Politics this week | The Economist

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France reacted with fury to American, Australian and British plans to form a new defence pact in the Pacific. France was not invited to join. Australia is also cancelling a contract for French diesel-powered submarines in favour of American (or just possibly British) nuclear-powered ones. Jean-Yves Le Drian, the French foreign minister, called it a “stab in the back”, and withdrew his ambassadors from Washington and Canberra, though the French ambassador to America is now being sent back following a make-up call between presidents Joe Biden and Emmanuel Macron.

Germans got ready to vote in a general election on September 26th that will mark the end of Angela Merkel’s 16 years in power, as she is standing down. The polls have narrowed slightly, but the Social Democrats are still running ahead of Mrs Merkel’s Christian Democrats.

In Russia, elections to the Duma produced another supermajority for United Russia, the pro-Putin party through which the Kremlin wields legislative power. The election was widely seen as rigged. But few Russians took to the streets to protest, unlike in 2011, when thousands did.

China’s president, Xi Jinping, said that he would stop supporting new coal-power projects overseas. By some estimates, 70% of all coal plants being built today involve Chinese state finance, but China’s interest in dirty power has cooled as the price of the renewable sort has fallen.

China applied to join an 11-country Asia-Pacific trade deal known as the Comprehensive and Progressive Agreement for Trans-Pacific Partnership. Taiwan also asked to join.

Hong Kong held a vote for a new 1,500-member Election Committee, which will choose the city’s next leader. It was the first after reforms that require candidates to be “patriotic”: ie, friendly to China’s Communist Party. The electorate was limited to fewer than 5,000 people. Only one government critic gained a seat.

The results of a snap election in Canada were disappointing for Justin Trudeau, the prime minister. Although Mr Trudeau gained enough votes to govern for a third term, he remains the head of a minority government, with about the same number of seats as when he called the election.

Another Trumpian turn

Speaking at the UN General Assembly Jair Bolsonaro, Brazil’s president, claimed to represent “a new Brazil, with its credibility recovered before the world”. He also spent part of the speech touting unproven remedies for covid-19 and denouncing lockdown measures.

America’s border patrol began removing the 15,000 Haitian migrants who had gathered at a bridge in Texas after crossing the border from Mexico. Hundreds were deported to Haiti immediately. The migrants had travelled up from South America.

The State Department said that the annual cap on refugees allowed into America will rise from 62,500 to 125,000, fulfilling a campaign promise by President Joe Biden.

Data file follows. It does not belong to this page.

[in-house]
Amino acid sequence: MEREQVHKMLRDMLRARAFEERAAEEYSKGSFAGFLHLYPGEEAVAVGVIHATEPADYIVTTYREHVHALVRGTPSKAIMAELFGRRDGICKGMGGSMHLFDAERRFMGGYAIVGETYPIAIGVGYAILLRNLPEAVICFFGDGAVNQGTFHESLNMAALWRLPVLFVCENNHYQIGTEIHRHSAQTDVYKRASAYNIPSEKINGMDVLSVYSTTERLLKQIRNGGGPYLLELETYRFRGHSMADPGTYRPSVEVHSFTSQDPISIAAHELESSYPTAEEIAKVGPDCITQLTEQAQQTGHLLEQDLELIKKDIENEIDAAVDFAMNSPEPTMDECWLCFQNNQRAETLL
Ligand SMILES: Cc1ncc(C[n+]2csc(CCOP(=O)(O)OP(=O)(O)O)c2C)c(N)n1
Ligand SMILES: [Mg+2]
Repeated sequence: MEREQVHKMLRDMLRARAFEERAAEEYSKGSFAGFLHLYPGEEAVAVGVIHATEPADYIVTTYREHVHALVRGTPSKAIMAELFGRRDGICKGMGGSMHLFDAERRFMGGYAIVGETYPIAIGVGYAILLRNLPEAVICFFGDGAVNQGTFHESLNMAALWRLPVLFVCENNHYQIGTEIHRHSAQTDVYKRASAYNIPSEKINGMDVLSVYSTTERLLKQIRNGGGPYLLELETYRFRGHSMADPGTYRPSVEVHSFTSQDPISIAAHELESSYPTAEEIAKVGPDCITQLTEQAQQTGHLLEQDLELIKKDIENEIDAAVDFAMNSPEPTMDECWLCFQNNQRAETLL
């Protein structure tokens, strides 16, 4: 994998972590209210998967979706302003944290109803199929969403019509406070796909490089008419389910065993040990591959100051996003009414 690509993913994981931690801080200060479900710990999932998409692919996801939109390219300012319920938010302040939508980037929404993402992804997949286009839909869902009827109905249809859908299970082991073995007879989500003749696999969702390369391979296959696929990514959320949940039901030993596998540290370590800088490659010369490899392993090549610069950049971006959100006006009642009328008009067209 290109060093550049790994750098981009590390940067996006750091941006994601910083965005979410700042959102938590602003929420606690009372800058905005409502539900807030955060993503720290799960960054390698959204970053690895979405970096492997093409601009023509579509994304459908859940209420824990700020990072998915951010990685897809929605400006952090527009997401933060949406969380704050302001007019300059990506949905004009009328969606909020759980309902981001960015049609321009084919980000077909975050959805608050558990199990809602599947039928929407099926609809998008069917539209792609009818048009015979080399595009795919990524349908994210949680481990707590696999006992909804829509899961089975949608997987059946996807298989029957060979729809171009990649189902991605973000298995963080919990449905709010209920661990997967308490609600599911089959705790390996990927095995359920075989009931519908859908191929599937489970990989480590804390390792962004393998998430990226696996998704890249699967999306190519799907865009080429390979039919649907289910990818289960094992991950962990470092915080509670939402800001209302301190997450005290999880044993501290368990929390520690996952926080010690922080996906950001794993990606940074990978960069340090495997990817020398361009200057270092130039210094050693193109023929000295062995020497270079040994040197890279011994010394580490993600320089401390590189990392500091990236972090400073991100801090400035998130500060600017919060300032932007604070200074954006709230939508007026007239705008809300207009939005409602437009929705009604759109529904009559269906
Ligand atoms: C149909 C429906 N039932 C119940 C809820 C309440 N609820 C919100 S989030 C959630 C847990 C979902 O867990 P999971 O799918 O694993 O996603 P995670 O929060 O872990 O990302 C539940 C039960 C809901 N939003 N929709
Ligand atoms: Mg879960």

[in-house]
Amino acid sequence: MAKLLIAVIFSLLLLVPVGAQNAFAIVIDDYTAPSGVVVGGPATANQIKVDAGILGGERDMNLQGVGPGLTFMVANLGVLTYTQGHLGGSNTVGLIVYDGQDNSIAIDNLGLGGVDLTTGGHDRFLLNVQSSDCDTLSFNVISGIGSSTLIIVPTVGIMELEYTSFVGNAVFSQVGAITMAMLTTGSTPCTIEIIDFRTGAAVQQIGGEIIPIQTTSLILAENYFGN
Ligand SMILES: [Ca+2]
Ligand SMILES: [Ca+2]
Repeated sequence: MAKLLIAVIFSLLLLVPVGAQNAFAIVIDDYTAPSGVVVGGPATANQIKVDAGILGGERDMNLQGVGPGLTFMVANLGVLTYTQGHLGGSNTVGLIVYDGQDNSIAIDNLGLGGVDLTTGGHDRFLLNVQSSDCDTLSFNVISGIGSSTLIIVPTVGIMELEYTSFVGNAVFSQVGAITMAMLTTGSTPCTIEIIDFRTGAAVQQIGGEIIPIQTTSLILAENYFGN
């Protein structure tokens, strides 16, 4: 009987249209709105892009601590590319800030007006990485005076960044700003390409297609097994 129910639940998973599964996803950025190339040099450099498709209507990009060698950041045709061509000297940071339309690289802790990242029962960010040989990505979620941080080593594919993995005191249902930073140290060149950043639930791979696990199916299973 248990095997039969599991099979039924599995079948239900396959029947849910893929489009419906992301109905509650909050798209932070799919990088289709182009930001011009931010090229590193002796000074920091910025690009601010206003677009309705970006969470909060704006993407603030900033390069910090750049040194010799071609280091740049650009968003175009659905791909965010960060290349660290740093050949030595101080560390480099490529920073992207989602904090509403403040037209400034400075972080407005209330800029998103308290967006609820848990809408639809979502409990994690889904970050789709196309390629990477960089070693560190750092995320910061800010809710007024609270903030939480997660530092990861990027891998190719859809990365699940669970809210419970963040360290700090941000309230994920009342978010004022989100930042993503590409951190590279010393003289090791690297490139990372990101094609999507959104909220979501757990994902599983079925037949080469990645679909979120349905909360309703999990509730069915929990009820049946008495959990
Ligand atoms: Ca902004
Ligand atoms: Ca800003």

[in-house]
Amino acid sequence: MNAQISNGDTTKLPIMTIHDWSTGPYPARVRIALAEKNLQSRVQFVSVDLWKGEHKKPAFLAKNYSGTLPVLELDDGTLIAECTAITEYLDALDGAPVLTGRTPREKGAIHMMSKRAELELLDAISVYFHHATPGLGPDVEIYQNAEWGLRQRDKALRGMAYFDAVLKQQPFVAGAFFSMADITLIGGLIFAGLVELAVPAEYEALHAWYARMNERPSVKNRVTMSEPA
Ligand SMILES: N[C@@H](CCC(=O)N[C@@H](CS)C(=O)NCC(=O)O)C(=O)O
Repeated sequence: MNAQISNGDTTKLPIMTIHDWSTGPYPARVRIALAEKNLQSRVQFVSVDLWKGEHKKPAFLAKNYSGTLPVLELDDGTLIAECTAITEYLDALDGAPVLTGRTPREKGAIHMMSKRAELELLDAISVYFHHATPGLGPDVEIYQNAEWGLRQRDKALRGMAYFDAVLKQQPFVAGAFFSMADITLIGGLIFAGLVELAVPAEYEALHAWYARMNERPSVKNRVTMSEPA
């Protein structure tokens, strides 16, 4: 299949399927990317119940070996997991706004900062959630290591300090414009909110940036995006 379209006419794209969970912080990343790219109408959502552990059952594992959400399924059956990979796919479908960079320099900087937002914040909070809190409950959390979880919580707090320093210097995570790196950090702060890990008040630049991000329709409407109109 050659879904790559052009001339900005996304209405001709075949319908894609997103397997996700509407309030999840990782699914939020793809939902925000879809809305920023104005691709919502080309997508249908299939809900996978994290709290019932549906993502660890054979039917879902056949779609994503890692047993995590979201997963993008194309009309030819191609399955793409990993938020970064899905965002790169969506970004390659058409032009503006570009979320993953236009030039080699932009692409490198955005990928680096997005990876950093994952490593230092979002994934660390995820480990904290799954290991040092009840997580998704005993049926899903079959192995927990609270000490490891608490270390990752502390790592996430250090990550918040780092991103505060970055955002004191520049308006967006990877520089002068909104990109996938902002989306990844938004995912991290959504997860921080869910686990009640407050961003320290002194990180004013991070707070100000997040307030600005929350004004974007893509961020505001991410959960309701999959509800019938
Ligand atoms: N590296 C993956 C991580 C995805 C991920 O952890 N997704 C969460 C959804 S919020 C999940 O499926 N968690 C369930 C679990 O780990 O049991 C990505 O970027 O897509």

Mr Biden doubled the number of covid-19 vaccines that America is donating to developing countries to 1bn, which Pfizer is providing for no profit. Before the announcement António Guterres, the UN secretary-general, called the unequal distribution of vaccines between rich and poor countries an “obscenity”. America’s drug regulator approved booster shots of the Pfizer vaccine for the over-65s.

India said it would resume exporting vaccines. The Serum Institute of India is a big manufacturer of the AstraZeneca shot that is used in many poor countries. India had halted exports when it was hit by a devastating surge of infections in April.

Rodrigo Duterte, the president of the Philippines, said people would be held accountable for any unlawful killings in the country’s drug war. His critics say he has encouraged such killings. The International Criminal Court has opened an investigation into his anti-drug campaign. Mr Duterte did not mention the ICC by name, but he appeared to reject its jurisdiction over his country.

Paul Rusesabagina, whose bravery in saving more than 1,200 people during the genocide in Rwanda inspired the film “Hotel Rwanda”, was sentenced to 25 years in jail for terrorism. Observers called the trial a sham. Mr Rusesabagina is a critic of Paul Kagame, Rwanda’s president.

The authorities in Sudan thwarted an attempted coup against a transitional government that was itself installed in a coup in 2019. Forces loyal to Sudan’s toppled dictator, Omar al-Bashir, were blamed.

Abdelaziz Bouteflika, the president of Algeria from 1999 to 2019, died, aged 84. He led the country out of a ruinous civil war, but was ousted in 2019 amid mass protests against his decision to seek a fifth term.

Putting out the welcome mat

The White House said restrictions on travellers entering the United States that were introduced at the start of the pandemic would be lifted in November, for people who are fully vaccinated. The restrictions, which in effect barred most passengers from Europe, China, India and a handful of other countries, had been criticised as irrational. A negative covid test will still be required, as is the norm nearly everywhere.

Australia is also ready to reopen its international frontiers in December, if its national vaccination rate reaches 80%. It sealed its border 18 months ago, more tightly than nearly any other country. Australians will once again be allowed to leave without special permission, and visitors will be allowed in. Thailand, which has been re-opening tourist hotspots, is aiming to reopen Bangkok and other cities in November.

Protests against vaccine mandates morphed into three days of rioting in Melbourne. The Australian city has been under various degrees of lockdown since the outbreak began, and subject to labyrinthine rules. It also endured an earthquake this week.

This article appeared in the The world this week section of the print edition under the headline «Politics this week»

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